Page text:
Mr Nazri, a technical officer who has worked in the rail industry since 2014, took up the challenge and pursued further studies at the same time as his daughter did.

After more than two years, he graduated with a diploma in engineering, specialising in rapid transport technology.

“I think that when I went for my first class, I was the oldest one there,” Mr Nazri said.

His younger classmates turned out to be his biggest help as they guided him in the use of computers and other tools for his engineering classes. 

“My age didn’t affect anything, because learning depends on how I absorb the knowledge and how I can apply it,” he said.

“It is about how much you want to achieve... and giving it your best.”

During his part-time diploma studies, Mr Nazri had to attend classes at 6.30pm before leaving for his night shift at 10.30pm. He would return home only the next morning. This routine went on for close to 2½ years.

It was tiring, and he had to make many sacrifices, he said, adding that the most tiring times were when he was fasting during Ramadan. 

Mr Nazri said the knowledge and skill sets he obtained have helped him understand the industry more, and he is eager to continue exploring areas like data analytics.

“When it comes to education, I think everyone should just try to go as far as they can,” said Mr Nazri, adding that in addition to his daughter, he hopes his other three children will continue to push themselves academically.

Love for lifelong learning

Although Mr Sik Wee Teng holds several qualifications – a Bachelor of Engineering, a Master of Business Administration and three specialist diplomas – he continues to be driven by his desire for self-improvement and staying ahead in his field.

The 49-year-old assistant general manager of a construction company earned his first degree in 2000, the master’s in 2013, and the first two diplomas in 2013 and 2022. 

He graduated with his third and latest diploma from Temasek Polytechnic in May.

Mr Sik took some of the earlier courses as prerequisites for his work, but it was a challenge for him this time round to study a subject new to him – data science, which was not directly related to his field of 20 years, the construction industry.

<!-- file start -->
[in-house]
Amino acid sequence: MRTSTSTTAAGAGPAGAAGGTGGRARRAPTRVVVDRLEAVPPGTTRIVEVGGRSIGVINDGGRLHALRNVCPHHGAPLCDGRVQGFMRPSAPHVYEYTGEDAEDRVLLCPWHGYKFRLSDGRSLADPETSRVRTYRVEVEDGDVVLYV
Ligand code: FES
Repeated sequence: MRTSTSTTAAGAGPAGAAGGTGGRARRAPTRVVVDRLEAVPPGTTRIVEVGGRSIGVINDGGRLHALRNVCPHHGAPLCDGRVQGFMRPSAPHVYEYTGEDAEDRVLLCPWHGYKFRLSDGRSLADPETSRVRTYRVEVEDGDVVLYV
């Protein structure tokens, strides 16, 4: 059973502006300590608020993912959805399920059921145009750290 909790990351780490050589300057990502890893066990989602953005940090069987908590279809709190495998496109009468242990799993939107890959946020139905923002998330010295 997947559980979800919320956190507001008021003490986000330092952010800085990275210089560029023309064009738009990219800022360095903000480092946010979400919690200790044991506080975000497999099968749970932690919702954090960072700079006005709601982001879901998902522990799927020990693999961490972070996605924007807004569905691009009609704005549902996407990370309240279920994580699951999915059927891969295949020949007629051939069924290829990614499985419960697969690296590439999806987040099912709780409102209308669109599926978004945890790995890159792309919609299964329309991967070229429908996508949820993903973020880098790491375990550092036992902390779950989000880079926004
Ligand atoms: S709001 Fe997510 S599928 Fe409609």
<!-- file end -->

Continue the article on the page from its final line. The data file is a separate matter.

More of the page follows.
He took the subject out of sheer curiosity, he said.

“I also wanted to be more well rounded,” Mr Sik said. “It is always good to have a deeper appreciation and understanding of the work you do.”

He recalled that he was not the best student when he was younger, but started to enjoy learning after his first degree and when he started work, as he saw what he learnt being applied in his daily life. 

“I had to stay up late to do assignments, to meet deadlines, and some of our project meetings were on weekends and lasted till midnight,” Mr Sik said.

“I was thankful that my classmates helped me.”

The weekends and nights sacrificed came at a cost as they impacted the time spent with his three children, now aged nine to 17.

“Something had to give,” said Mr Sik. “But I think it’s good to show your children that you actually want to continue studying as it sets a good example for them.”

He encourages everyone to upgrade their skills to keep their knowledge current and remain employable.

Mr Sik said: “In applying what I know at work to my studies and applying my studies to my work, it makes doing both more fulfilling.”

This article was first published in The Straits Times. Permission required for reproduction.